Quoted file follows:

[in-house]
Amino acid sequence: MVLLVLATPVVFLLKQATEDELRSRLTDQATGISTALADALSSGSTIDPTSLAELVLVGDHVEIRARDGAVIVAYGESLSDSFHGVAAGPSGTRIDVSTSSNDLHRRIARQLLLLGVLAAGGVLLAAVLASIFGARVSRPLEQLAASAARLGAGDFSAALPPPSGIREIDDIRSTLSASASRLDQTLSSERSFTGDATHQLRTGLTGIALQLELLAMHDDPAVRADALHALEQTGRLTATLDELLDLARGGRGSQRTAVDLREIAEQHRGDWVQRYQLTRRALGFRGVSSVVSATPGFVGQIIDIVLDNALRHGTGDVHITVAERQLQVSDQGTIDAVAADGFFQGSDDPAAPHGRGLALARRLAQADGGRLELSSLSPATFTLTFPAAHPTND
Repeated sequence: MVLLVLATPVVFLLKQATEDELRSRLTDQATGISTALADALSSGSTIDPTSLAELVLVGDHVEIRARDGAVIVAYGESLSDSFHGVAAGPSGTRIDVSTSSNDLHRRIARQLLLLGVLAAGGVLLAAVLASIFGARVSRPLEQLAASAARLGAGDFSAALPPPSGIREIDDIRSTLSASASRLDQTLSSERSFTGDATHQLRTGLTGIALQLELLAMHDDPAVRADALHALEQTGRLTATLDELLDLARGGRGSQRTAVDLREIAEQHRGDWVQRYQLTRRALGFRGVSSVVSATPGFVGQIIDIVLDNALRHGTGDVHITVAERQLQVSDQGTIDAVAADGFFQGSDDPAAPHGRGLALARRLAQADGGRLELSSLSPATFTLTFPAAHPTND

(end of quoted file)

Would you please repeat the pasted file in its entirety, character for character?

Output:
[in-house]
Amino acid sequence: MVLLVLATPVVFLLKQATEDELRSRLTDQATGISTALADALSSGSTIDPTSLAELVLVGDHVEIRARDGAVIVAYGESLSDSFHGVAAGPSGTRIDVSTSSNDLHRRIARQLLLLGVLAAGGVLLAAVLASIFGARVSRPLEQLAASAARLGAGDFSAALPPPSGIREIDDIRSTLSASASRLDQTLSSERSFTGDATHQLRTGLTGIALQLELLAMHDDPAVRADALHALEQTGRLTATLDELLDLARGGRGSQRTAVDLREIAEQHRGDWVQRYQLTRRALGFRGVSSVVSATPGFVGQIIDIVLDNALRHGTGDVHITVAERQLQVSDQGTIDAVAADGFFQGSDDPAAPHGRGLALARRLAQADGGRLELSSLSPATFTLTFPAAHPTND
Repeated sequence: MVLLVLATPVVFLLKQATEDELRSRLTDQATGISTALADALSSGSTIDPTSLAELVLVGDHVEIRARDGAVIVAYGESLSDSFHGVAAGPSGTRIDVSTSSNDLHRRIARQLLLLGVLAAGGVLLAAVLASIFGARVSRPLEQLAASAARLGAGDFSAALPPPSGIREIDDIRSTLSASASRLDQTLSSERSFTGDATHQLRTGLTGIALQLELLAMHDDPAVRADALHALEQTGRLTATLDELLDLARGGRGSQRTAVDLREIAEQHRGDWVQRYQLTRRALGFRGVSSVVSATPGFVGQIIDIVLDNALRHGTGDVHITVAERQLQVSDQGTIDAVAADGFFQGSDDPAAPHGRGLALARRLAQADGGRLELSSLSPATFTLTFPAAHPTND